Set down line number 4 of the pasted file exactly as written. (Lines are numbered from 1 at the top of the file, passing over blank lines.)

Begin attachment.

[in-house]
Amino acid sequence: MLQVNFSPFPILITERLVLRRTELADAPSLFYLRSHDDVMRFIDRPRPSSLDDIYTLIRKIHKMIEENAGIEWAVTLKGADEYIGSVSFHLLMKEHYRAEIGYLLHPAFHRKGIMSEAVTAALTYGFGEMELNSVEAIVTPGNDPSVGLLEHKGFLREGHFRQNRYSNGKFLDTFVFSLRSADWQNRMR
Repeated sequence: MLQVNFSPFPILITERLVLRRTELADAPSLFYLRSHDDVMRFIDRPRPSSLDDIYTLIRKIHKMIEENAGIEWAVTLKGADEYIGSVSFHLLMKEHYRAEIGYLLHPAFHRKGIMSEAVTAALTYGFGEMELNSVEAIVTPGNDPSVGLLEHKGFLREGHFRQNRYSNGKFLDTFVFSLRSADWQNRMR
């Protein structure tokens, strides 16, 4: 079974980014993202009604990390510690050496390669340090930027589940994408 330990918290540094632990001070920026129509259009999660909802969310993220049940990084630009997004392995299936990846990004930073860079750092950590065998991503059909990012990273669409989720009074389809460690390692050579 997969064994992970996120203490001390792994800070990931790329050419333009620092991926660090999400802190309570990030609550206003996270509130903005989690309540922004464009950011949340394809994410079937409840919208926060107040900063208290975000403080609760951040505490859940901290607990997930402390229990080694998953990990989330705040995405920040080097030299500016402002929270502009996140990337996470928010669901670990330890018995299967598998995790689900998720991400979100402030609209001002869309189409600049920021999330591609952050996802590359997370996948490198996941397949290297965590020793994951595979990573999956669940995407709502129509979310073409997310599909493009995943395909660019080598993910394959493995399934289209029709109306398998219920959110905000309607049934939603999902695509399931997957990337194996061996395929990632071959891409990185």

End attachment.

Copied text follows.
């Protein structure tokens, strides 16, 4: 079974980014993202009604990390510690050496390669340090930027589940994408 330990918290540094632990001070920026129509259009999660909802969310993220049940990084630009997004392995299936990846990004930073860079750092950590065998991503059909990012990273669409989720009074389809460690390692050579 997969064994992970996120203490001390792994800070990931790329050419333009620092991926660090999400802190309570990030609550206003996270509130903005989690309540922004464009950011949340394809994410079937409840919208926060107040900063208290975000403080609760951040505490859940901290607990997930402390229990080694998953990990989330705040995405920040080097030299500016402002929270502009996140990337996470928010669901670990330890018995299967598998995790689900998720991400979100402030609209001002869309189409600049920021999330591609952050996802590359997370996948490198996941397949290297965590020793994951595979990573999956669940995407709502129509979310073409997310599909493009995943395909660019080598993910394959493995399934289209029709109306398998219920959110905000309607049934939603999902695509399931997957990337194996061996395929990632071959891409990185």